The rich oil family with problems of alcohol, free sex and a death down the long, winding stairs makes this essential soap opera drama and someone must clearly have seen this when they made "Dallas". Not sure one can say any characters are that bright though but the drama is surely fastpaced and with an actual (almost) ending for all characters which is more than most long-running soaps ever get.
The ugliest,most excessive Sirk is also the most important historically. It's a catalogue of fraught melodrama and views like a scene-by-scene playbook of every future soap series , Dallas and beyond. In the 40s Adorno and Horkheimer had spoken of The Movies' "slotting in of cliche after cliche" The 50s Sirk film sets a template for decades to come - but with extraordinary force ,and astonishing acting from all.
I'll likely praise Rock Hudson until my dying days but I was surprised revisiting Written on the Wind that Robert Stack manages to provide an even greater performance with a delightfully complex and frustrated character. full review here: https://letterboxd.com/matthew_roberts/film/written-on-the-wind/1/
There is a darkness that permeates through the entire film, from the opening scene to the characters and even through to the colour palette used. With that kind of edge, perhaps a rarity in 1950s Hollywood, I was expecting to get more out of it, but didn't. There were a few good scenes here & there, some great performances from Bacall & Hudson, but overall the film tries to be edgy & sharp, but feels a little bland.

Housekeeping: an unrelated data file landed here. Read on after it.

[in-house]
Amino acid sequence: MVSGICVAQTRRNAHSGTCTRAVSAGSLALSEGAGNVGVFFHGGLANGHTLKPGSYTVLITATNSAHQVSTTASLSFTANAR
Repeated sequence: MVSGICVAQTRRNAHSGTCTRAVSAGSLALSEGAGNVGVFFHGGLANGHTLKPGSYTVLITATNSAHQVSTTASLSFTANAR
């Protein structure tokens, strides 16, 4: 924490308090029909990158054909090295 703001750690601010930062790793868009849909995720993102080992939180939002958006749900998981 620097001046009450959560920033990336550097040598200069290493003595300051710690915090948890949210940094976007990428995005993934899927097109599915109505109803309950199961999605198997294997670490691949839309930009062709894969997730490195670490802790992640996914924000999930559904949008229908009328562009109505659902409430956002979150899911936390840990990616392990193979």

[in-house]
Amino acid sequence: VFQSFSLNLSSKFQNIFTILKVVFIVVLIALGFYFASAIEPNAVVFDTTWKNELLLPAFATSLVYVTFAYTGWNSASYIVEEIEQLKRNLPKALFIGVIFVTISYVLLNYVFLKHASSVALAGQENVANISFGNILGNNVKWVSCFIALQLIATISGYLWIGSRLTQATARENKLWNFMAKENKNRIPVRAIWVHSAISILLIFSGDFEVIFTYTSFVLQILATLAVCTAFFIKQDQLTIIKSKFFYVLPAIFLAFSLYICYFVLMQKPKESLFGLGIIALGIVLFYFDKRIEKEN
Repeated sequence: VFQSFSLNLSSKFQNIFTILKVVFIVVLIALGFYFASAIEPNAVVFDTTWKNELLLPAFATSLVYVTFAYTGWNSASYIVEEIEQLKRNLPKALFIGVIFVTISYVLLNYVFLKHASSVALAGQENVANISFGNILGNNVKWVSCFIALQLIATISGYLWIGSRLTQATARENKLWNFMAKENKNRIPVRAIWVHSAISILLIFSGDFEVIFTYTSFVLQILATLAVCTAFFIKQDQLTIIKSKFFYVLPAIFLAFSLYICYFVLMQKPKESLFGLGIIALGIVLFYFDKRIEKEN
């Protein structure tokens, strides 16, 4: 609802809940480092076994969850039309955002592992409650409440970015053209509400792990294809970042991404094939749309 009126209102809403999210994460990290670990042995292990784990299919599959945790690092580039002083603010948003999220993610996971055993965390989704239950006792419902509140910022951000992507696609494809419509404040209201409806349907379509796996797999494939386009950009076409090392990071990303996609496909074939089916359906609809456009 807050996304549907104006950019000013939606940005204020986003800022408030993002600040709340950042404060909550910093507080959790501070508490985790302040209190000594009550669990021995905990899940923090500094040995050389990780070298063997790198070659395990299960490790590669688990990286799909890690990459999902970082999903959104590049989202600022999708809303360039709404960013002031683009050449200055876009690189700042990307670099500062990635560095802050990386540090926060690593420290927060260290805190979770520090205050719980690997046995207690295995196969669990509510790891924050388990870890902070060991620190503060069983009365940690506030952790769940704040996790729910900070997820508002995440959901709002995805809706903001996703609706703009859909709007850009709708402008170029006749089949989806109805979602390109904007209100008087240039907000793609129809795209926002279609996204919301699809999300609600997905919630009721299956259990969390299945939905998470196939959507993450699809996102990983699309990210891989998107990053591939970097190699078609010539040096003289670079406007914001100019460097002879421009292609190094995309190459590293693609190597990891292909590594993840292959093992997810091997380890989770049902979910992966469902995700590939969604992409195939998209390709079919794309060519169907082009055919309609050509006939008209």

Wow Robert Stack really had that dead eye thing down didn’t he ? But bananas in a woman’s bedroom?? What was he trying to imply? Colour coding is mad on this one, Almodovar clearly loved them. Men fall in love very quickly in these films, a woman just has to walk into a room pretty much and they’re all falling over like nine pins. Sirk criticises the emptiness of the rich but clearly loves the life.
"Douglas Sirk’s resplendent melodrama, too often taken as camp, is as serious as cinema gets." -Mubi's take on the film. Honestly I also found this campy as hell. Pretty alright film, even if I found most of the characters to be pretty intolerable. From a technical standpoint it's perfectly competent though.
Found this film a bit hard to enjoy without the virtuous or redeemed Sirk characters. I don't fully understand Lucy Moore's motivation or attraction to a man with an inhuman ability to avoid blinking. This damaged family and their appalling taste were still engrossing. Bacall made Moore interesting.